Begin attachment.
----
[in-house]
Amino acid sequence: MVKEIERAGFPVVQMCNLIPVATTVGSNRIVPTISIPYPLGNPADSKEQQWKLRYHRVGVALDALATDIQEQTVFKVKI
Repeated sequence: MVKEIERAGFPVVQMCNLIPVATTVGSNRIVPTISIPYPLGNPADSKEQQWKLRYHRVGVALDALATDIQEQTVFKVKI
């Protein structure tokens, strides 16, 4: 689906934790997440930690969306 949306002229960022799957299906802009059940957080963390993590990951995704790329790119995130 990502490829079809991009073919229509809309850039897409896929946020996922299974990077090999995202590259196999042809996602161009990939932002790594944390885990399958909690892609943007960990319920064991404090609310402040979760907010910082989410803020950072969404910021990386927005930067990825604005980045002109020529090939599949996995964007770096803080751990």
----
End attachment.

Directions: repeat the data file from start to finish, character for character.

[in-house]
Amino acid sequence: MVKEIERAGFPVVQMCNLIPVATTVGSNRIVPTISIPYPLGNPADSKEQQWKLRYHRVGVALDALATDIQEQTVFKVKI
Repeated sequence: MVKEIERAGFPVVQMCNLIPVATTVGSNRIVPTISIPYPLGNPADSKEQQWKLRYHRVGVALDALATDIQEQTVFKVKI
């Protein structure tokens, strides 16, 4: 689906934790997440930690969306 949306002229960022799957299906802009059940957080963390993590990951995704790329790119995130 990502490829079809991009073919229509809309850039897409896929946020996922299974990077090999995202590259196999042809996602161009990939932002790594944390885990399958909690892609943007960990319920064991404090609310402040979760907010910082989410803020950072969404910021990386927005930067990825604005980045002109020529090939599949996995964007770096803080751990």